Award for Finland's best roads, quality without compromise - Tapio Pahkakangas Oy
Tapio Pahkakangas is an entrepreneur and prime contractor based in western Finland, which was voted by road users as having the best maintained roads in Finland in a survey conducted by the Finnish Road Administration during the 2020–2021 winter season. This recognition is significant both for this local company and Aebi Schmidt, as Pahkakangas’ company, Tapio Pahkakangas Oy, uses Arctic road maintenance equipment. Pahkakangas has been in the road maintenance business for thirty years and likes to share his knowledge and wisdom with others, as safety is something that affects us all. We interviewed the entrepreneur and found out what solutions other contractors can use to achieve similar results in their area.
Why are Finland’s roads so well maintained?
In response to this, Pahkakangas points to weather tracking and timely snow ploughing, and ultimately describes the practical process as “fairly straightforward”: “I would say that weather forecasts were used to decide how much salt to pre-spread and when is the right time to start ploughing. We save time and money by starting at the right time, rather than waiting until the snow has compacted. More salt was spread to make sure the road could still be used, not to melt the snow.” In addition to the weather, the entrepreneur also highlights temperature forecasts and weather radar: “If it rains at night, you can look at the radar and you don’t have to stay awake, you can simply set your alarm. That way, you don’t have to give up your night’s rest. In the last hour before we hit the road, I make decisions and instruct the drivers about what equipment to use and what to do.”
The award was made based on the already high-quality road maintenance. According to Pahkakangas, quality control has worked well in the region with consultants, regional managers and foremen: “I have not received a single fine for road maintenance failures,” adds Pahkakangas, summing up how previous years have gone in the area he covers. Perhaps the most important reason for ongoing development is that the entrepreneur finds that he is also constantly learning new things from the industry: “Professionalism has to be developed, it doesn’t suddenly appear in one or two winters. Not the most recent thing we have learned, but one that comes to mind now is dust suppression and spring maintenance. Those have to be done very carefully for everything to work well.”
Selection of high-quality road maintenance equipment
As a company that has won awards for high-quality road maintenance, the first question that springs to mind is: “What equipment do you use for road maintenance?” When answering, Pahkakangas doesn’t reel off a list of equipment; instead he talks about environmental factors and practical experience: “We have a total of 720 kilometres of roads to maintain. This includes the main road network of 300 kilometres, S-class roads of about 20 kilometres, and gravel roads. Coastal and inland conditions are very different and must be taken into account when selecting equipment. For example, if there is a thaw on the coast, there may still be frost further inland – wet snow in one place and frost in another. You have to stay on the ball at all times.” For road maintenance, the company has more than ten road maintenance vehicles, all of which are fitted with Arctic equipment. “The Arctic equipment has proven itself and paid for itself. I’m not seeing any alternatives, although I have looked around. Whenever we need spare parts, ordering has been hassle-free and has worked smoothly.”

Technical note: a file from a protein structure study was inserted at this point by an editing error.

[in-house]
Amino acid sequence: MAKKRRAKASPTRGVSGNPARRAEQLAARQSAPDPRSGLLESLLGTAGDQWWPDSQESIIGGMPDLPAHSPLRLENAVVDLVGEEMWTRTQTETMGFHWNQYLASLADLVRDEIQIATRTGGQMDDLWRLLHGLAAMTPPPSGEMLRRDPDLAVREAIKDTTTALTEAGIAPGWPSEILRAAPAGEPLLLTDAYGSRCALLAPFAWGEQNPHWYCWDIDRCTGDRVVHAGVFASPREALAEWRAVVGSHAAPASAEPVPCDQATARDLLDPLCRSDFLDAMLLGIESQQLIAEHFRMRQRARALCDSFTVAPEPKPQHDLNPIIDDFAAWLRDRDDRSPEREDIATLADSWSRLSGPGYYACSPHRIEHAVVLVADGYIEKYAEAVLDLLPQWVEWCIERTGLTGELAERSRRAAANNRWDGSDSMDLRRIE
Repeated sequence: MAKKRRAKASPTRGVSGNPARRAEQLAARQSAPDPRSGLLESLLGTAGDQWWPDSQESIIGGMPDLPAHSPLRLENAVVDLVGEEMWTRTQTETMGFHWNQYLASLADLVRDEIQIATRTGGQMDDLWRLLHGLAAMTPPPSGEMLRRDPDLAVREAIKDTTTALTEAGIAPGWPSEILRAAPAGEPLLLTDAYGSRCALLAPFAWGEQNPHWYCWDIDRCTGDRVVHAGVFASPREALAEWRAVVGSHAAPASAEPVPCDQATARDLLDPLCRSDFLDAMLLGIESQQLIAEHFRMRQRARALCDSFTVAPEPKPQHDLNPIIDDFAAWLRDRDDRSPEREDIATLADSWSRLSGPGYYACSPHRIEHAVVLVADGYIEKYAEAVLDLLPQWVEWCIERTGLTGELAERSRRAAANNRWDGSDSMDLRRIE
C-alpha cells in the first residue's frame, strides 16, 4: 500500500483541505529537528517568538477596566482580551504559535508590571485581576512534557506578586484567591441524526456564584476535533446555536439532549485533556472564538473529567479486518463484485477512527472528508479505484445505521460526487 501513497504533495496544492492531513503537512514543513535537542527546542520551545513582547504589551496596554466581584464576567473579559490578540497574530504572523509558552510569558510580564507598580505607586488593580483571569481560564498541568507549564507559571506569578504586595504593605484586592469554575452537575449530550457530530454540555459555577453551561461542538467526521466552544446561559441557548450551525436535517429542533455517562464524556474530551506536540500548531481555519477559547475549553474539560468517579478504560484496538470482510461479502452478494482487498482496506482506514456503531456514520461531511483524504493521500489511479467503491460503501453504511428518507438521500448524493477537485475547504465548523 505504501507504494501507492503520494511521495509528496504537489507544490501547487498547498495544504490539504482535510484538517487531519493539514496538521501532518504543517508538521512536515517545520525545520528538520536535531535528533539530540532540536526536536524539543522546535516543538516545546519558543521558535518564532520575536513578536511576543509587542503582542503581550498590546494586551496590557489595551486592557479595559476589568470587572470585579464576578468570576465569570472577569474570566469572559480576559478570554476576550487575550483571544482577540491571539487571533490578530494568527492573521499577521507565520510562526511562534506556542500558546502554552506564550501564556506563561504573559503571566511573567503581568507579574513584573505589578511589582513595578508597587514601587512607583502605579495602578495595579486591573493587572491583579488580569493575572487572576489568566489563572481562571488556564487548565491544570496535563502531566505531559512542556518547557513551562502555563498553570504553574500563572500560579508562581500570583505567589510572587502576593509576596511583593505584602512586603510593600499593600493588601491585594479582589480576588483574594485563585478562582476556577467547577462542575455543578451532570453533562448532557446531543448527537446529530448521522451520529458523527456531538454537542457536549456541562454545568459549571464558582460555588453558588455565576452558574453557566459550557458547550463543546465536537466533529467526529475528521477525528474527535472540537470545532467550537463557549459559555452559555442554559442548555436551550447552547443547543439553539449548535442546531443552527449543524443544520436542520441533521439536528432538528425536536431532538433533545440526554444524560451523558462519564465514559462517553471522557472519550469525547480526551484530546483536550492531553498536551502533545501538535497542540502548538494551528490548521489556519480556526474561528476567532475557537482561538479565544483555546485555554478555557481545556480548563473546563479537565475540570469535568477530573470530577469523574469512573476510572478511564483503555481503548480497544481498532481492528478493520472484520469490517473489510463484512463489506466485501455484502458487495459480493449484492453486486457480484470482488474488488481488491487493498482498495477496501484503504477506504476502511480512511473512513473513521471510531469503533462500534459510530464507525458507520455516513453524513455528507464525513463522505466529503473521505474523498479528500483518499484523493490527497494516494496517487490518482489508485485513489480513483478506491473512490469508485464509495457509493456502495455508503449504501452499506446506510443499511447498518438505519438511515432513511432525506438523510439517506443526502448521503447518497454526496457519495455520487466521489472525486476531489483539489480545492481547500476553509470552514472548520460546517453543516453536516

Today, there are many equipment options for road maintenance and the choice can seem bewildering. The needs of road users also have an impact on the choice of equipment. This entrepreneur makes his decisions with the confidence gained through years of work. “Yes, these past 21 years have given me the self-confidence to tell drivers what to do and what equipment to use on the road. I instruct the drivers myself before every operation. I also want to be involved myself – I work on road maintenance in the winter and mowing in the summer to keep my hand in.”
In the early days, the company also used second-hand ploughs, vehicles and sand spreaders. Nowadays, it tends to buy new equipment, which is then regularly maintained. “Firstly, you need proper equipment and the right tools for the job, right from the start. Nowadays, you have to have the right equipment because your work and maintenance has to be done on time,” says Pahkakangas when asked how contracting and the quality of road maintenance could be developed in a better direction. Pahkakangas praises the quiet HPD front ploughs: “These quiet ploughs are absolutely amazing. They are a pleasure to work with.” Every road maintenance vehicle in the contract area is also equipped with a scraper. Pahkakangas recommends using them and says he drives with scrapers a lot himself.
How can the quality of road maintenance be improved?
The contractor, with his well-deserved award, is of course the best person to explain his path to success: how he has invested in the quality of the contract work, how he has developed his business’s own activities, and how the company has tried to understand the needs of road users. Pahkakangas emphasises the need for the contractor and the works management to have knowledge of the profession itself and of practical work: “How can you know what you are talking about if you only read books and have never got behind the wheel yourself?” he ponders aloud. “On the other hand, you have to have decent equipment and the right tools to get the job done.”